The consequences, he says, include respiratory diseases, oral infection, chronic ailments and cancer.

He says many deaths resulting from different cancers are related to smoking.

Gasherebuka notes that another consequence is that tobacco smoking for a long period of time makes one vulnerable to cancers that could affect any part of the body.

The Government of Rwanda has also initiated different campaigns targeting the youth and teenagers in a bid to prevent smoking among them.

Gasherebuka says teenagers are not allowed to buy cigarettes, and selling to them is prohibited by the Government of Rwanda and WHO, especially those under 18.

The youth are also encouraged to work on behavioural change, like joining clubs initiated to fight tobacco use.


Dr Edison Rwagasore, senior officer-diabetes, chronic diseases and other metabolic diseases at RBC, says there is awareness in schools at different levels to make sure young adults are aware of the consequences of smoking.

For those who already started smoking, Rwagasore says there are measures in place to help them quit, including medication.

Strategies also include not selling single sticks of cigarettes, rather, packets, making it expensive for many. They also discourage shop owners from selling cigarettes to people below the age of 18, and advising them to set up shops far away from schools.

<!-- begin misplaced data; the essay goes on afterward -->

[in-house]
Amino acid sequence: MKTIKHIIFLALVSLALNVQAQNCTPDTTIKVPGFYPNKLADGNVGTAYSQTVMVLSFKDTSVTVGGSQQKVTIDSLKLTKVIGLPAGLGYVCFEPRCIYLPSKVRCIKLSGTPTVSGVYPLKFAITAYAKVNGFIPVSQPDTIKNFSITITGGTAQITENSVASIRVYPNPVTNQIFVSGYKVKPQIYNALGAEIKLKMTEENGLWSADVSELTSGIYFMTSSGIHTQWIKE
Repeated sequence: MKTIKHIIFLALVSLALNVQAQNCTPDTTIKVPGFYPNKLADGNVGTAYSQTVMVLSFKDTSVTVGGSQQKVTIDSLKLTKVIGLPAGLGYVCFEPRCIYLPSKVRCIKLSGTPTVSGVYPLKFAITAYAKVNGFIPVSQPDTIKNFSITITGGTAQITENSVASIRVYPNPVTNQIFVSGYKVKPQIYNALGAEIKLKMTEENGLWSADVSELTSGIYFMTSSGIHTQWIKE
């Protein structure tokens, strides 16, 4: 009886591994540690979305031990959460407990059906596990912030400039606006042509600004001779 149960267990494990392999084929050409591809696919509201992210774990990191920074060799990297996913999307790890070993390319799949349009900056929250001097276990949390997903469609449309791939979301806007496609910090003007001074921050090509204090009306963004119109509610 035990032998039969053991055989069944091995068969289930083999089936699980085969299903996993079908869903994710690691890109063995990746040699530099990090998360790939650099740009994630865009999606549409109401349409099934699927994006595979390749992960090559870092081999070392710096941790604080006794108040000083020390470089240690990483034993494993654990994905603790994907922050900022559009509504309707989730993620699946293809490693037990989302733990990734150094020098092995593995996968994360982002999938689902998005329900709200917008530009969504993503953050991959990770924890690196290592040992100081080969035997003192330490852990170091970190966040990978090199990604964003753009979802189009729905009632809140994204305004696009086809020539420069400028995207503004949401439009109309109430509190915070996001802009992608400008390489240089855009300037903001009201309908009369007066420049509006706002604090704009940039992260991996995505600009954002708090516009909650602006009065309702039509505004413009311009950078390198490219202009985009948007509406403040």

Rwagasore says they are also developing strategic plans to curb the vice, which include multi-disciplinary approaches in tackling tobacco use since one institution alone can’t handle the problem unaided.

The partners, he says, include Ministry of Finance and Economic Planning, Ministry of Education, Ministry of Health and Ministry of Youth, among others.

Rwagasore says they have also pushed to have signs in as many places as possible, like hotels, bars and other recreational areas, to make sure they are visible to everyone.

The Government is also pushing for more non-smoking areas, people should not smoke anywhere.

“One has to move about 50 metres away from people if they want to smoke, instead of having certain areas for smokers,” he says.

Measures are also being put in place to have bigger signs of the effects of tobacco smoking on the packets.


Dr Dynamo Ndacyayisenga, the in-charge of management of alcohol and drug use disorders at RBC, says the major issue of smoking is that it contains nicotine, in that when one starts smoking, it becomes hard to stop.